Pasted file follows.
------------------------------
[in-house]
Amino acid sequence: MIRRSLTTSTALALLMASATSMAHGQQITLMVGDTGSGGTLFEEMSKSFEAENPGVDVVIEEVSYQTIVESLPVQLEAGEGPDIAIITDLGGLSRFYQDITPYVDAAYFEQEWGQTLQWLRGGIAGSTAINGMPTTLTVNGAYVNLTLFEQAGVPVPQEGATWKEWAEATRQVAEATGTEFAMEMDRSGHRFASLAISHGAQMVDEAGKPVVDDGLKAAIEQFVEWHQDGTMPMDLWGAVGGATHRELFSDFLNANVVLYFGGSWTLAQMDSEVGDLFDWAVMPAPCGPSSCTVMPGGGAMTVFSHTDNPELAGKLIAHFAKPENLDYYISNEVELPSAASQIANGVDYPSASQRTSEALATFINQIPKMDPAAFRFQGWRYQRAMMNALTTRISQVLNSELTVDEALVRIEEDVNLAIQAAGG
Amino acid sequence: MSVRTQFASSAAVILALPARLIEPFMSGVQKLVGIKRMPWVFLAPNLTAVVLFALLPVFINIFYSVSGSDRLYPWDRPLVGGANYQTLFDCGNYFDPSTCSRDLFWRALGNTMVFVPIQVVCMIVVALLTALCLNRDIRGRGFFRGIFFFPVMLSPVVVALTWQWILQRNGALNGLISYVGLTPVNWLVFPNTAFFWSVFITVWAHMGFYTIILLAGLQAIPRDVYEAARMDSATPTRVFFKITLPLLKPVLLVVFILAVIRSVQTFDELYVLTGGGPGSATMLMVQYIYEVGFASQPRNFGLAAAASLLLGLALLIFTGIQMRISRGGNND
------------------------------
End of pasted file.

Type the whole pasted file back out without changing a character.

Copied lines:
[in-house]
Amino acid sequence: MIRRSLTTSTALALLMASATSMAHGQQITLMVGDTGSGGTLFEEMSKSFEAENPGVDVVIEEVSYQTIVESLPVQLEAGEGPDIAIITDLGGLSRFYQDITPYVDAAYFEQEWGQTLQWLRGGIAGSTAINGMPTTLTVNGAYVNLTLFEQAGVPVPQEGATWKEWAEATRQVAEATGTEFAMEMDRSGHRFASLAISHGAQMVDEAGKPVVDDGLKAAIEQFVEWHQDGTMPMDLWGAVGGATHRELFSDFLNANVVLYFGGSWTLAQMDSEVGDLFDWAVMPAPCGPSSCTVMPGGGAMTVFSHTDNPELAGKLIAHFAKPENLDYYISNEVELPSAASQIANGVDYPSASQRTSEALATFINQIPKMDPAAFRFQGWRYQRAMMNALTTRISQVLNSELTVDEALVRIEEDVNLAIQAAGG
Amino acid sequence: MSVRTQFASSAAVILALPARLIEPFMSGVQKLVGIKRMPWVFLAPNLTAVVLFALLPVFINIFYSVSGSDRLYPWDRPLVGGANYQTLFDCGNYFDPSTCSRDLFWRALGNTMVFVPIQVVCMIVVALLTALCLNRDIRGRGFFRGIFFFPVMLSPVVVALTWQWILQRNGALNGLISYVGLTPVNWLVFPNTAFFWSVFITVWAHMGFYTIILLAGLQAIPRDVYEAARMDSATPTRVFFKITLPLLKPVLLVVFILAVIRSVQTFDELYVLTGGGPGSATMLMVQYIYEVGFASQPRNFGLAAAASLLLGLALLIFTGIQMRISRGGNND